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Stocks slump and the yield curve steepens after the Federal Reserve stands pat on interest rates. And all eyes turn to Beijing Thursday where U.S. and Chinese negotiators are set to discuss trade. Here are some of the things people in markets are talking about.

China Draws Hard Line

A senior government official said China won't succumb to "threats" from the U.S. just as trade talks are set to begin in Beijing. China won't accept any U.S. preconditions for negotiations, such as abandoning its long-term advanced manufacturing ambitions or narrowing the trade gap by $100 billion, said the official, who asked not to be named, citing protocol. Meanwhile, there may be signs that the Trump effect is starting to weigh on Chinese exports. Wednesday's PMI report showed declines in the sub-indexes that track new export orders.

Fed Holds Steady

Federal Reserve officials left interest rates unchanged Wednesday, acknowledging U.S. inflation is close to target without indicating any intention to veer from their gradual path of interest-rate increases. Policy makers may have signaled their willingness to allow inflation to exceed their 2 percent goal somewhat by adding a reference to the “symmetric” nature of their target. Stocks sagged after the report, the yield curve steepened and the dollar rallied to session highs. The 10-year Treasury reversed an early decline that sent yields near 3%.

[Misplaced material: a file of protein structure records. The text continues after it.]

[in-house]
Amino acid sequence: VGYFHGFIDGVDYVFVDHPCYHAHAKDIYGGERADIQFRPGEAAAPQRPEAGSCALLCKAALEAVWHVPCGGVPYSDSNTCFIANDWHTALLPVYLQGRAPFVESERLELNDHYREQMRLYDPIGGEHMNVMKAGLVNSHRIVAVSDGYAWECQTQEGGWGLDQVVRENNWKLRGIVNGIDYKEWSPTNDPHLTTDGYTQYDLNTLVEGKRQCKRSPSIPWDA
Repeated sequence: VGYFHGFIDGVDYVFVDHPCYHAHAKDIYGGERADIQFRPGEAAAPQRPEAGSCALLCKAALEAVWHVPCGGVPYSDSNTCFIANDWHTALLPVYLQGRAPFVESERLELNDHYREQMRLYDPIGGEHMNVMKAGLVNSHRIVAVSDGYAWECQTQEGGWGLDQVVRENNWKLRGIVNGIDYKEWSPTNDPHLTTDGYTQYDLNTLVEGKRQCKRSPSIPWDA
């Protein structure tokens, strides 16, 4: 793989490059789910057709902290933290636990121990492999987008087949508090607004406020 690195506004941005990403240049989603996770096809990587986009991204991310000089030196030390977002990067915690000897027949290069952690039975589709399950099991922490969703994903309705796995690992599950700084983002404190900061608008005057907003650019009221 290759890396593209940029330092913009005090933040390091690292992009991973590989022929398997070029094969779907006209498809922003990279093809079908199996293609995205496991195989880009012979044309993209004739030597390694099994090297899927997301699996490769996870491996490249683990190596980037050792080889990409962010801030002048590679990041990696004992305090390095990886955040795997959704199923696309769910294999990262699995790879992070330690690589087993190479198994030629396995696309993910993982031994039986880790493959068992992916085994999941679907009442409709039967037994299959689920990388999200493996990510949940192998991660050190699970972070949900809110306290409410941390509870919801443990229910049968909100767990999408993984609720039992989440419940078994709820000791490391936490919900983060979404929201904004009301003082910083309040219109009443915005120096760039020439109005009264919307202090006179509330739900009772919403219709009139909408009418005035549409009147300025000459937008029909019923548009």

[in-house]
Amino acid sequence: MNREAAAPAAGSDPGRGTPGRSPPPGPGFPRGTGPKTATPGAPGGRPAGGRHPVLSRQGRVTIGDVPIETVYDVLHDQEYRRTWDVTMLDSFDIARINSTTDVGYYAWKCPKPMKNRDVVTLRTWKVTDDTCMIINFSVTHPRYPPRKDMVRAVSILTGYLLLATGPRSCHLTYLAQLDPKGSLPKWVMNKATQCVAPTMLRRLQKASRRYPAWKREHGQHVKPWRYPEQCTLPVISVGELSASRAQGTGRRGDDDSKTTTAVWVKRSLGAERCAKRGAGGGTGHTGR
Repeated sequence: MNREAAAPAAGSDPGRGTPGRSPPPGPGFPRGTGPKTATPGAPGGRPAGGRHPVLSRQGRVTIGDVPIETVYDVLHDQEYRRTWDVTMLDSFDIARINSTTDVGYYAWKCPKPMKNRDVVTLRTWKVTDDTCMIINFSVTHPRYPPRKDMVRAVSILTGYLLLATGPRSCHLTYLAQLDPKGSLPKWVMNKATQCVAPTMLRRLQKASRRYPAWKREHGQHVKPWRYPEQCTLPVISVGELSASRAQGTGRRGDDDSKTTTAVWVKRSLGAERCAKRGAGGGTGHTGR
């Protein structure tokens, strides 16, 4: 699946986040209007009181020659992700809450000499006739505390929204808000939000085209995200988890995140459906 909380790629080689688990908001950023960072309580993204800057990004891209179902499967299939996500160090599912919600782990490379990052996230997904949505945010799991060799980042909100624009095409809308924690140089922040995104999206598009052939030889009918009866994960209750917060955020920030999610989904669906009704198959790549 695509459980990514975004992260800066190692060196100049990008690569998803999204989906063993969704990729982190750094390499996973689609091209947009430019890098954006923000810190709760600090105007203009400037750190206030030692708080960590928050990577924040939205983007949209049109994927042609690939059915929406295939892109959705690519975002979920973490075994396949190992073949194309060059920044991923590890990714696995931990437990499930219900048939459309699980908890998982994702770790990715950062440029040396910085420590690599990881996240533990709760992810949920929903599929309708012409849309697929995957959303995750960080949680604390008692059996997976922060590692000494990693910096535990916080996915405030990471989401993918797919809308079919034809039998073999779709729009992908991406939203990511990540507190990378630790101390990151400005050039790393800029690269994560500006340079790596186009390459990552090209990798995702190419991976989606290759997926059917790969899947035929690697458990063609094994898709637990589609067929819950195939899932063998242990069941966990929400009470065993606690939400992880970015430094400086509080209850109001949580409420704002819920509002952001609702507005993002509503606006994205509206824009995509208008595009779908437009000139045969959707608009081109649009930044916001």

Global Economy Perks Up

The world economy showed signs of stabilizing after a recent moderation as manufacturing activity strengthened for the first time this year. Recent PMI data from more than 40 countries is reinforcing the advice from economists at Goldman Sachs and JPMorgan Chase not to bet against the world economy just yet. The data may calm investors who spent the early part of 2018 fretting about a trade war and fading global growth despite forecasts from the International Monetary Fund for the fastest expansion this year since 2011. Goldman's Jan Hatzius said this week they are still looking for a 4.1 percent expansion worldwide in 2018.

Investors Still Fleeing Emerging Market Bonds

Remember how fast foreign investors fled emerging-market bonds during the 2013 taper tantrum? It’s even quicker now. Investors yanked more than $5.5 billion from the markets since April 16 as 10-year U.S. Treasury yields rose past 3 percent and the dollar gained, according to the Institute of International Finance. That’s almost $100 million more per day than during the tantrum five years ago. However, bond giant Pimco says investors fleeing emerging markets could find refuge in Asia, with debt in the region higher rated on average than developing-nation peers.

Coming Up…

The Fed should dominate early market action in Asia Thursday, even with Tokyo off celebrating Golden Week. Attention then turns to trade talks in Beijing. On the economic data front, there's Aussie trade and building permits data, as well as Hong Kong retail sales. 

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